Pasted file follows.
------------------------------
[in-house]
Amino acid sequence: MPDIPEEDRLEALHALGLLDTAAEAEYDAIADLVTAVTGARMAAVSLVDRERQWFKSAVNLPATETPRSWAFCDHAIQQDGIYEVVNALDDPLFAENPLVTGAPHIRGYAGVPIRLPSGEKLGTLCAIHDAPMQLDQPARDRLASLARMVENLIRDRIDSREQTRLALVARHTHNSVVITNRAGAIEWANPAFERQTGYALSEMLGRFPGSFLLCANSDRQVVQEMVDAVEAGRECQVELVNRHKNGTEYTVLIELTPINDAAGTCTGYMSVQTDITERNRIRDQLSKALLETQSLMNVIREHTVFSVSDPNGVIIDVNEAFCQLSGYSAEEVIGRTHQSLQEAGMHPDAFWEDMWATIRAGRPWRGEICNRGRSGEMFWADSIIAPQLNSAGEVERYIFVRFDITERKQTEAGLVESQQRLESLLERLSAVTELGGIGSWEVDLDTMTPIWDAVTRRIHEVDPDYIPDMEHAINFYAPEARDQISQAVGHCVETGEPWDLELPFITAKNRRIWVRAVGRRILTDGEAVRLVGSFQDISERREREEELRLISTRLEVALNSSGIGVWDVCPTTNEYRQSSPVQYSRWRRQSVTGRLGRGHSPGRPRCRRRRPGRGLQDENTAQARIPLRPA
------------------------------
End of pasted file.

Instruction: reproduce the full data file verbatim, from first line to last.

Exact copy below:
[in-house]
Amino acid sequence: MPDIPEEDRLEALHALGLLDTAAEAEYDAIADLVTAVTGARMAAVSLVDRERQWFKSAVNLPATETPRSWAFCDHAIQQDGIYEVVNALDDPLFAENPLVTGAPHIRGYAGVPIRLPSGEKLGTLCAIHDAPMQLDQPARDRLASLARMVENLIRDRIDSREQTRLALVARHTHNSVVITNRAGAIEWANPAFERQTGYALSEMLGRFPGSFLLCANSDRQVVQEMVDAVEAGRECQVELVNRHKNGTEYTVLIELTPINDAAGTCTGYMSVQTDITERNRIRDQLSKALLETQSLMNVIREHTVFSVSDPNGVIIDVNEAFCQLSGYSAEEVIGRTHQSLQEAGMHPDAFWEDMWATIRAGRPWRGEICNRGRSGEMFWADSIIAPQLNSAGEVERYIFVRFDITERKQTEAGLVESQQRLESLLERLSAVTELGGIGSWEVDLDTMTPIWDAVTRRIHEVDPDYIPDMEHAINFYAPEARDQISQAVGHCVETGEPWDLELPFITAKNRRIWVRAVGRRILTDGEAVRLVGSFQDISERREREEELRLISTRLEVALNSSGIGVWDVCPTTNEYRQSSPVQYSRWRRQSVTGRLGRGHSPGRPRCRRRRPGRGLQDENTAQARIPLRPA